So I have this 3-2 1/2 feet tall humanoid species called Pinokiins that as of the time of typing have 3 fingers(thumb included) and toes on their hands and feet instead of 5. Is this a negative thing? Could they still have as much dexterity as humans? Could they play the same instruments as we do and as good? Could they make detailed drawings and paintings like us? Could they still have the same grip as us? They tend to go on all 4s when they run or travel long distances on foot as they have arms as long as their legs and are hunched over alot, so would having 12 digits in-all instead of 20 make this difficult to do?

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    $\begingroup$ A hand for walking on is not going to be very good a grabbing, they require vert different shapes. That is going to have a much much bigger effect than the number of fingers. $\endgroup$ – John Jan 21 at 23:31
  • $\begingroup$ @John Well their hands are human-like, minus 2 fingers. $\endgroup$ – Conan Highwoods Jan 21 at 23:45
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    $\begingroup$ If a human tried to habitually walk on their hands they would almost certainly end up dislocating a finger. $\endgroup$ – John Jan 21 at 23:49
  • $\begingroup$ They would have extreme difficulty responding to a "High Five" $\endgroup$ – PcMan Jan 22 at 10:18
  • $\begingroup$ Probably just a more extreme case of those unfortunate people who only have 5 fingers left (per hand). But I think what you find is that when people do have fewer digits (injury/amputation, birth defects, whatever) they tend to adapt as best as they can, often spectacularly/surprisingly well, but individual results vary. $\endgroup$ – TOOGAM Jan 22 at 11:42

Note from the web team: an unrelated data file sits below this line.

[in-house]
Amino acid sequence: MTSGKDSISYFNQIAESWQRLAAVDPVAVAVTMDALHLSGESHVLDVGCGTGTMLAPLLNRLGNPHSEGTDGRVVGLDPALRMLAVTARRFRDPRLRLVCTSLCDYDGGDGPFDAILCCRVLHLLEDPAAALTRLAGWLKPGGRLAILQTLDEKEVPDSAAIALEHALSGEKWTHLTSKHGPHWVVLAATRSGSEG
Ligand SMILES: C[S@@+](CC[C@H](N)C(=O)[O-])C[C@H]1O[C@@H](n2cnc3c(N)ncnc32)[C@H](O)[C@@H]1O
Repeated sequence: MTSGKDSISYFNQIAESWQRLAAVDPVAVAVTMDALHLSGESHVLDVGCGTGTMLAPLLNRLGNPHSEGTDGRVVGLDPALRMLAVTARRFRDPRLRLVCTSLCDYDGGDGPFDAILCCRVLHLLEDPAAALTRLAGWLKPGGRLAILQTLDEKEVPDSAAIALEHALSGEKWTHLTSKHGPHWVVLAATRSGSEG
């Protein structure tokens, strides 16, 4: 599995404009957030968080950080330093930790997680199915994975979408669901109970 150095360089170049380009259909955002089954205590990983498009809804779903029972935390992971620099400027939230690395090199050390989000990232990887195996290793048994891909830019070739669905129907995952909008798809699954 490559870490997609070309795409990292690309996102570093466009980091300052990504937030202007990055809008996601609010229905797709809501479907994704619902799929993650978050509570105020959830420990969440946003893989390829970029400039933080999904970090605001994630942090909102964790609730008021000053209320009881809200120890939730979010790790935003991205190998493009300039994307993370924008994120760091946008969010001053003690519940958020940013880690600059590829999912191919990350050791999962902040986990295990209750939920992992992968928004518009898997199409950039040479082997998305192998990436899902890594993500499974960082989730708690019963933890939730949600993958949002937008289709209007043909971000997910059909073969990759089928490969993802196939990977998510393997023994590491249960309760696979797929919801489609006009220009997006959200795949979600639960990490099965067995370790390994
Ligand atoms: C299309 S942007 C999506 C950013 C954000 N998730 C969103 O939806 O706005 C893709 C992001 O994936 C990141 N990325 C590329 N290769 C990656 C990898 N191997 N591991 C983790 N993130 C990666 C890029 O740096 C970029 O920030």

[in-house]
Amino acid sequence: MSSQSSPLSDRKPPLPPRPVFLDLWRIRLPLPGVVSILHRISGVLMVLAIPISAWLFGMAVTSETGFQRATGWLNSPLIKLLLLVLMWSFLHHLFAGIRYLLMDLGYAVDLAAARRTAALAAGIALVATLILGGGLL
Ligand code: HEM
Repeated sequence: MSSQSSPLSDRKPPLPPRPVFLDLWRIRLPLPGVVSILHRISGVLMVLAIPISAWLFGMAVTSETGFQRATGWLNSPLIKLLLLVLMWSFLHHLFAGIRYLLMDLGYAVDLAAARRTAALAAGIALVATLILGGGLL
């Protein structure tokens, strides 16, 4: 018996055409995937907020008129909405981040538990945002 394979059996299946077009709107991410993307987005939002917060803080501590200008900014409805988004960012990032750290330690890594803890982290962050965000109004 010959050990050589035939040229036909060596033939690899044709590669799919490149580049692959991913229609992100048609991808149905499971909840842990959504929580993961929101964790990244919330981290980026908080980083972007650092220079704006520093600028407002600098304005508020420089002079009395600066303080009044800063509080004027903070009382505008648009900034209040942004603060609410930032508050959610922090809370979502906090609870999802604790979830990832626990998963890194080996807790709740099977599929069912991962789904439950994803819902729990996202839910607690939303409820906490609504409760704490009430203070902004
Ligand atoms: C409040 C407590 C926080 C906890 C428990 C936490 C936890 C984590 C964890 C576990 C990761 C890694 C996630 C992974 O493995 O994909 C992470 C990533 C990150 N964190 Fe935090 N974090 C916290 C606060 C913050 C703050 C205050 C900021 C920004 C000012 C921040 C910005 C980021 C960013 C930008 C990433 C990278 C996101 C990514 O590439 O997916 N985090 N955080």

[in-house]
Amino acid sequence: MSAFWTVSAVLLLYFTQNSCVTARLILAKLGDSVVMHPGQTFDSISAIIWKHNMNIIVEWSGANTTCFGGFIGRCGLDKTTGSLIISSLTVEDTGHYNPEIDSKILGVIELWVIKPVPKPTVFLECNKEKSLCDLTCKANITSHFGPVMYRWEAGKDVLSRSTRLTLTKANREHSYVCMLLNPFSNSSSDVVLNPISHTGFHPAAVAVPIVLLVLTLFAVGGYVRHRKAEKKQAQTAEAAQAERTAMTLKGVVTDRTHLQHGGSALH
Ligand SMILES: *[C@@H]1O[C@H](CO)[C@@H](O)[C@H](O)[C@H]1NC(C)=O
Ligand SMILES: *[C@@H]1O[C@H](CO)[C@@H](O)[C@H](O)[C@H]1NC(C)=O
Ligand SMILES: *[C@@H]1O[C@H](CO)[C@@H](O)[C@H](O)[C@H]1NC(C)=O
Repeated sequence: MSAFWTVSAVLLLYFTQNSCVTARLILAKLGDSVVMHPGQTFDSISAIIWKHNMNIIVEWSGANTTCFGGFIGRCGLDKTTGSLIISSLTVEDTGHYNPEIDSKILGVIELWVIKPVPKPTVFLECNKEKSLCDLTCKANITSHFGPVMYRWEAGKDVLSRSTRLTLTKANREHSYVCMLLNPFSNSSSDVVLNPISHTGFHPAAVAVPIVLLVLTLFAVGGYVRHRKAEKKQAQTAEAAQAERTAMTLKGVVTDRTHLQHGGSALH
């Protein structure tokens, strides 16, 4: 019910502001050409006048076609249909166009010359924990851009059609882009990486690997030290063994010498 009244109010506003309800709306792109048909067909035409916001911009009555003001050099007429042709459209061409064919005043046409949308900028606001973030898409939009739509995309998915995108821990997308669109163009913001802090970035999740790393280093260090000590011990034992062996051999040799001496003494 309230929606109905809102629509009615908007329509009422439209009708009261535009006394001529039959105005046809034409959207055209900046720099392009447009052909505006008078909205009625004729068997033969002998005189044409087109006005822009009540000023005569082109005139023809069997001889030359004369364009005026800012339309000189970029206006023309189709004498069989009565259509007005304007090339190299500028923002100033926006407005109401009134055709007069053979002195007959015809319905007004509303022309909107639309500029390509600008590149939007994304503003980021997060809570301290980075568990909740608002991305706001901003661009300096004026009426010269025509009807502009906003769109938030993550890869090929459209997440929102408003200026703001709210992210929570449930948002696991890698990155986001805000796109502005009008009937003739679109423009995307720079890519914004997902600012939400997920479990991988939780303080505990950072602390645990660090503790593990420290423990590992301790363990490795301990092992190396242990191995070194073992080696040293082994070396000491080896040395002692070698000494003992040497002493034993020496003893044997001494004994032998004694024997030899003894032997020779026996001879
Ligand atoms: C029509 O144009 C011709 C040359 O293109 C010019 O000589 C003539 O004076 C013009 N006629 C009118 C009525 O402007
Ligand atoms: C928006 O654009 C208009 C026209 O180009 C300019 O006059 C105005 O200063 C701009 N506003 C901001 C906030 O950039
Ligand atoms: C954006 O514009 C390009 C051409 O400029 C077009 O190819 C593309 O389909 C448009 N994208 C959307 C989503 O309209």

Three fingers can produce all the necessary grips the only one that really suffers is the clutch grip, (AKA ball grip, AKA sphere grip, AKA ect. grip), but it still works it is just not as good, and almost half of the other possible hand grips only use three fingers anyway. A lot of the most important tasks (like stone knapping) depend more on the wrist than the fingers.

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Grip strength depends on the muscles on the arm not the number of fingers, three fingers may actually end up being stronger since you can have thicker finger bones and tendons in the same area.


A hand with three fingers is just about the minimum needed for the tasks humans use our hands for. I was once informed by a historical reenactor that early modern armies mandated that their soldiers have at least three functional digits per hand. (Recruiting standards back then were lower, to say the least.)

Tools, musical instruments, et cetera would need to be designed a bit differently to accommodate a non-human hand structure. Playing a harp, for example, or typing on a keyboard would be harder with fewer fingers.

If these creatures walk on their hands, they likely have a gorilla-like body plan. Knuckle-walking evolved multiple times in Earth's history, as it's the easiest way to have a foot that works both as a load-bearing element and a hand.

  • $\begingroup$ Could they do without the knuckle walking if they are lighter and smaller then most humans? They are only 3 foot tall at max, and weight just as much, if not less, then a 3 year old when full grown. @Karst $\endgroup$ – Conan Highwoods Jan 22 at 11:27
  • $\begingroup$ It might be doable, but curling up the hands when they walk on them would still help keep the palms/fingers from getting too calloused. $\endgroup$ – Karst Jan 22 at 13:34
  • $\begingroup$ @ConanHighwoods it is unlikely they could do both effectively the problem is how far toe fingers have to flex, to walk on them effectively the fingers should be fairly stiff to prevent dislocation and a little flexed forward, while for grip fingers need to be flexible and with a wide range of movement. they literally require the exact opposite adaptations. $\endgroup$ – John Jan 22 at 14:07

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